About eight years ago, my maternal aunt was diagnosed with malignant hypothermia. She had an allergic reaction to general anesthesia and was in danger of dying. She had amazing doctors who took care of her and she made it out alright, but this was something so new and unheard of for us that we didn’t know what it meant. It is something that is hereditary, and my mother has yet to get tested, so every step of the way I made sure to note that this was a possibiltiy going into surgery.
Things got delayed a bit since our doctor had another delivery down the hall. While we waited I received antibiotics to ward off any infections from the surgery, for compressions socks on, and threw up a few times due to nerves (pro tip: if your procedure is getting close, don’t ask what time it is. You will get nervous and throw up).
Around 8:15-8:30am, our nurse came in and told us there had been a change of plans. Because of the possible deathly reaction to general anesthesia PLUS the Harrington rods, they moved my surgery to the main hospital OR, rather than the maternity OR. That’s not bad- except that if I received general anesthesia, Connor wouldn’t have been able to be in the OR with me. I would also be recovering in the main PACU instead of the maternity recovery ward, which meant I wouldn’t see Emily until I was cleared to go back down to my room in Maternity which could have been up to 3 hours. It all depended on how quickly I got feeling back into my legs and how quickly my vitals went back to normal. That was a little uncool and daunting.
We spoke with the head RN about our options and we’re given the thumbs up that no matter what happened, Connor would be with Emily every step of the way. This was the most important for us. I didn’t want our daughter to be without one of us, even if it meant not breastfeeding her until I made it down to the maternity ward.
What was scheduled for 7:30 didn’t end up kicking off until almost 9:00am. It was nerve wracking, waiting, and scary not knowing what the outcome of the spinal/general would be.
We eventually got up to the OR and Connor headed around the corner to wait for the word on my anesthesia. I was terrified, as I was fully awake and alert heading into the OR… alone… without my husband. Through it all, I was able to receive a very successful spinal block! I was scared shitless, was shaking quite a bit, and ended up crying pretty heavily (from pain/pressure, embarrassment, and utter nerves about the procedure and having a child), but our anesthesiologist was FANTASTIC. He calmed me down, talked to me thru the administration of the anesthesia, snd was truly there for me every step of the way. Our main nurse also allowed me to squeeze the absolute shit out of her hands, and all of the doctors and nurses complimented my tattoos- anything to get my mind off of the pain in the small of my back.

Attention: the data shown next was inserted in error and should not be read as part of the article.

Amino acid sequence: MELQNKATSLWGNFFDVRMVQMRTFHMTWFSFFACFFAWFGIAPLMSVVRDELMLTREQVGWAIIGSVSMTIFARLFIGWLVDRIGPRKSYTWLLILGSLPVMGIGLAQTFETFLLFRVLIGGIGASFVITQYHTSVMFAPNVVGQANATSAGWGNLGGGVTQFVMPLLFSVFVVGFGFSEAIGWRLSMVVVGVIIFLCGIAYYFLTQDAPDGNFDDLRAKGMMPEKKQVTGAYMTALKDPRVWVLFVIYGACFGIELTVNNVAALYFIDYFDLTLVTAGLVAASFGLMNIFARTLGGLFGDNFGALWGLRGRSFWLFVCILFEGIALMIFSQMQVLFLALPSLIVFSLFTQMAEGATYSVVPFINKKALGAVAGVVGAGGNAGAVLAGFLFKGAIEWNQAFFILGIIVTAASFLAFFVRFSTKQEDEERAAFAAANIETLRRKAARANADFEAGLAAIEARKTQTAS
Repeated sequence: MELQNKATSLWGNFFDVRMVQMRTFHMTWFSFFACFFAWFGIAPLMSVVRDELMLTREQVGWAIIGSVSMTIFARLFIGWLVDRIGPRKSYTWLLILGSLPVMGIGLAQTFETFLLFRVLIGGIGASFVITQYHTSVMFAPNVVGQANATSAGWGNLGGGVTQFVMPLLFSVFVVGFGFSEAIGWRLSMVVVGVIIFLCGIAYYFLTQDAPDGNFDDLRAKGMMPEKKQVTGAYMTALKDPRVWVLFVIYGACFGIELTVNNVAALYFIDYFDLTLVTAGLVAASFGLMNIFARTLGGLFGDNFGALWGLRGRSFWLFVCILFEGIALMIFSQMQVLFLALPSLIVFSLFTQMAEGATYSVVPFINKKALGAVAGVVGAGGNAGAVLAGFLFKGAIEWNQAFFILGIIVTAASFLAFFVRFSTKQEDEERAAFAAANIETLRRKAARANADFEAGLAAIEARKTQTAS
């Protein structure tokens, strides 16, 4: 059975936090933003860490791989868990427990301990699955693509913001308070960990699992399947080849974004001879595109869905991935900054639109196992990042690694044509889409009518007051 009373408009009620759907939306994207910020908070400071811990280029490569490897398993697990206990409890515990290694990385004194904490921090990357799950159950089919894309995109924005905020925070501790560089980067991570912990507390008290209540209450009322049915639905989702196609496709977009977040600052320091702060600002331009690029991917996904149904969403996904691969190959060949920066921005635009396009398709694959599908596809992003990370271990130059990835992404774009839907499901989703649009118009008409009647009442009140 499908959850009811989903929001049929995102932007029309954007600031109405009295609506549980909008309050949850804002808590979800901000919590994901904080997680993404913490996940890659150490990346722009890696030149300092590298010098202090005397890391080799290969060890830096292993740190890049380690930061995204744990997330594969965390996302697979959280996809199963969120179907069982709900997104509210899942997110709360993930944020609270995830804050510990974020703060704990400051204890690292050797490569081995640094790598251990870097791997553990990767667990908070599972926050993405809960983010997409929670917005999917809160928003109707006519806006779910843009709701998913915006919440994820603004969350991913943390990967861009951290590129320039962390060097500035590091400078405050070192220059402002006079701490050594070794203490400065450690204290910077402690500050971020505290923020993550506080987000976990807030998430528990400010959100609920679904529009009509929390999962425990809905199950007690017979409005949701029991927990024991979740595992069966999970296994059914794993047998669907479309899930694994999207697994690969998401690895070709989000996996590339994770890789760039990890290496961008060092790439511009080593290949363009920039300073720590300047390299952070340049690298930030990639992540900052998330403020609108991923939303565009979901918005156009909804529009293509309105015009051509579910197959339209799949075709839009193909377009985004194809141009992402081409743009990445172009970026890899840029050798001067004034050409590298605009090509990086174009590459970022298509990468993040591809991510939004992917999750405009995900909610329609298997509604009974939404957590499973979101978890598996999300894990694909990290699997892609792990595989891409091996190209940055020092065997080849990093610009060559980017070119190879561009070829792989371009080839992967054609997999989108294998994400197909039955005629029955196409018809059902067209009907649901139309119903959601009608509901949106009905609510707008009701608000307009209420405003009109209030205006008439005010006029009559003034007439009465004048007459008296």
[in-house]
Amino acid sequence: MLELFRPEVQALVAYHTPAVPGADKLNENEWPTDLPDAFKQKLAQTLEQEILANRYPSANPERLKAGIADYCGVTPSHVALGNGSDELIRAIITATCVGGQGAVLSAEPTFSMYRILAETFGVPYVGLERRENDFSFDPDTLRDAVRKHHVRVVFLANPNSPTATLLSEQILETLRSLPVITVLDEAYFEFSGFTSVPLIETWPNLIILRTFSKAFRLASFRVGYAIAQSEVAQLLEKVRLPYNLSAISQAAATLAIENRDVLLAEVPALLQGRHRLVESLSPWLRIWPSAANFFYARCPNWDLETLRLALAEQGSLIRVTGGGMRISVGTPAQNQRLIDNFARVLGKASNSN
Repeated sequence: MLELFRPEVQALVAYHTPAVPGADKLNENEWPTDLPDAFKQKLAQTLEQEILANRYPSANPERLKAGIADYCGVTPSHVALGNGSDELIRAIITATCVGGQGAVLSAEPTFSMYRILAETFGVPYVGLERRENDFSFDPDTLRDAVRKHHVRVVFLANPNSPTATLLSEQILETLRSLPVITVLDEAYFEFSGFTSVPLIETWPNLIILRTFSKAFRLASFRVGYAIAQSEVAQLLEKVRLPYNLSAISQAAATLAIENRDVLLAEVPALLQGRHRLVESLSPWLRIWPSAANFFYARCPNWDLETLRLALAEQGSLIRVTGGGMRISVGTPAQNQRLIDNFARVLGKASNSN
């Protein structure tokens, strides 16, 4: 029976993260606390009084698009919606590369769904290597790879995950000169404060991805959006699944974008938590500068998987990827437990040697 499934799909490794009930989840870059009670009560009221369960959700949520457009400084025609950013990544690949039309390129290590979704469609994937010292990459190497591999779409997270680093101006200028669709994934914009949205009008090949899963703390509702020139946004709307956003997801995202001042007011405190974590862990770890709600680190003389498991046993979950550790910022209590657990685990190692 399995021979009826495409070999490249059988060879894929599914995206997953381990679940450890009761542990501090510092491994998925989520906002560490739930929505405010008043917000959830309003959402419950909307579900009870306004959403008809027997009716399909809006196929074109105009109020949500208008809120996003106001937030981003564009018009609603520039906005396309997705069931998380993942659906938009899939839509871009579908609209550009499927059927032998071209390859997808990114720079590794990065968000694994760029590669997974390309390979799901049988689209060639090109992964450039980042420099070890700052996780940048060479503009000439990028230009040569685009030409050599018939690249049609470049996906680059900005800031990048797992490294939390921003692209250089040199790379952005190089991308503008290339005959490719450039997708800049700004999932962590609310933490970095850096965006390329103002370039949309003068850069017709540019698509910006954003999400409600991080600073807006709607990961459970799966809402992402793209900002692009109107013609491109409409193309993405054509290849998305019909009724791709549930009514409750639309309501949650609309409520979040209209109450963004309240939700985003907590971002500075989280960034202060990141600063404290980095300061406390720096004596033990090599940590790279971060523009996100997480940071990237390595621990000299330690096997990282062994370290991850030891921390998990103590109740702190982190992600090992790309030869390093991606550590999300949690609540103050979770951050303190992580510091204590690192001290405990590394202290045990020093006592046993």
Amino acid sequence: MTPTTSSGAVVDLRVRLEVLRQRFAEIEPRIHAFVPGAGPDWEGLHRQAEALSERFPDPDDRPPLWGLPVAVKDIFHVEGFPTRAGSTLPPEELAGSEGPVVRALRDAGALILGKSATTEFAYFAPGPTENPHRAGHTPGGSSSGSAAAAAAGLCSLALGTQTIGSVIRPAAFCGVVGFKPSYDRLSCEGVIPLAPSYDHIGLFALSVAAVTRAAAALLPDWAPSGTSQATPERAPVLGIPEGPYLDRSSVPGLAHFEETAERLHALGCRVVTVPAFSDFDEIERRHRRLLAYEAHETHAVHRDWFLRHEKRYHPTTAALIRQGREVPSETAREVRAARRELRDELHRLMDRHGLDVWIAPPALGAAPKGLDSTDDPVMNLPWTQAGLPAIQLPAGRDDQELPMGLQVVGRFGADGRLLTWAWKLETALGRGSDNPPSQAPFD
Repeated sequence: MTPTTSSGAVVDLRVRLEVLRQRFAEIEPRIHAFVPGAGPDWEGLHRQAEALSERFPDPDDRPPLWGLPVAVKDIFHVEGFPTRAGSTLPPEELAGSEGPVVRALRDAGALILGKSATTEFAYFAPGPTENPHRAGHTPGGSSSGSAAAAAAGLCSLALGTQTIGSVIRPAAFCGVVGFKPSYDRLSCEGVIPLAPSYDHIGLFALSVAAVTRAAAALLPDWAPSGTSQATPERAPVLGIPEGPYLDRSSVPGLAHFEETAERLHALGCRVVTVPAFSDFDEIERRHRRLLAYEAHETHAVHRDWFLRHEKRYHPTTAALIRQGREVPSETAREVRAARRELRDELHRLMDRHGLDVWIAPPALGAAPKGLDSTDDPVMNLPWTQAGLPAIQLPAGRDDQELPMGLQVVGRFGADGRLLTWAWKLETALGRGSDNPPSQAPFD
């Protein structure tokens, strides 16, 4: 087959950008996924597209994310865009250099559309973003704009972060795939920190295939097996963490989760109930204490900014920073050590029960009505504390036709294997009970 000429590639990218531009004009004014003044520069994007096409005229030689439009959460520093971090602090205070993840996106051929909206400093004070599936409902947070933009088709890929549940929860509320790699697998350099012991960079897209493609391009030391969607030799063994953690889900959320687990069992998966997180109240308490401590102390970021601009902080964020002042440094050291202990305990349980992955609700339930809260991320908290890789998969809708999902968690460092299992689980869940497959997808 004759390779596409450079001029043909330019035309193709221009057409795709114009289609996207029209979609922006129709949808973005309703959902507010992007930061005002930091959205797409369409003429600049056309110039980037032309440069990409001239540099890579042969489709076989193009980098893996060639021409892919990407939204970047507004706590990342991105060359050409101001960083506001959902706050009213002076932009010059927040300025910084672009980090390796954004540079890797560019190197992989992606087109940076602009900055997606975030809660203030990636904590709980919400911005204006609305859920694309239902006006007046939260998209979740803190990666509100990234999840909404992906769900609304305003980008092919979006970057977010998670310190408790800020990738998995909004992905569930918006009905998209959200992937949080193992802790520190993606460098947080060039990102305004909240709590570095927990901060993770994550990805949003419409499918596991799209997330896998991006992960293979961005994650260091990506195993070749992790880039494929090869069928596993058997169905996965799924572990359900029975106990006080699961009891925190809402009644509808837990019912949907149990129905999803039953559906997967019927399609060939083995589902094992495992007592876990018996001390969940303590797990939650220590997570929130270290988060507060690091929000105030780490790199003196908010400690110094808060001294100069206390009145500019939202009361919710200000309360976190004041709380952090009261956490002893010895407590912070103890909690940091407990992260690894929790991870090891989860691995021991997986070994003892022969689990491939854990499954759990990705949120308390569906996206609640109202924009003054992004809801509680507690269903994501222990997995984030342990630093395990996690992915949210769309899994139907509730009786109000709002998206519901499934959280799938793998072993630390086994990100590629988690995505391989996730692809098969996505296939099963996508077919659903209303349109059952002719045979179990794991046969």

Once laid on the bed, I had a catheter put in, and Connor was brought in the room. They hung up a curtain so we couldn’t see what was going on. We didn’t go south of the wall!
I was completely numb from the underboob down, and was given a nice, heavy dosage of pain meds which made me a little loopy. I was constantly asking if my arms were okay, as I had lost some feeling in them as well. I was also given medication for anxiety and nausea- the two go hand in hand for me.
Our OB spoke to us through the whole procedure, telling us when I would feel pressure and what they were doing. I honestly couldn’t feel a thing. Not 10 minutes later, our fantastic OB said “There’s her head! Full of hair.” and the PA showed us our baby girl. Connors arm was in the way so I couldn’t really get a good look, but hearing her cry was all I needed to know she was healthy.
Emily Ruth Whiteley. Born on September 29th, 2020 at 9:49am Norwalk Hospital. 6lbs 15.3 oz, 20 inches long. She is perfect.
The PA called Connor over to the weigh station where he was able to watch her get her weight checked for the first time. After a few minutes, Connor brought her over to me and put her cheek on my cheek. She was the tiniest baby I had ever seen, and so flipping adorable (and that’s not just the pain meds talking). I immediately knew she was 100% her father.
Connor got whisked away to the recovery room while I remained getting stitched up. Once everything was done and cleaned (only another 20 minutes more) I was brought to the recovery room where I saw Connor. We ended up going to the main OR PACU so that we could be close to the anesthesia desk, but we were out in our own private room. This was a huge advantage because it meant that after 45 min we could meet Emily!
Once she was brought up from L&D, we immediately started skin to skin contact and I breastfed her for the first time. It was the most magical moment- I started crying once she latched on (without a hitch I might add) as did Connor. Watching our daughter feed from my breast is something that will never get old. Until she gets old! It was truly beautiful.
I became nauseous quickly due to excitement and overwhelming emotions, so Emily was brought down to our maternity room with Connor. I stayed to make sure that I could move my legs before we headed down. I also needed to make sure my heart rate was approved since it was pretty high due to anxiety and throwing up.
I made it down to the maternity ward around 12:30- just under 3 hours after Emily was born.
Giving birth was nothing how I imagined it would be- and I would NEVER trade my experience for anything else. I love my daughter. I love my husband. I love what my body did for us. And I cannot wait to see what life has in store for our family of three.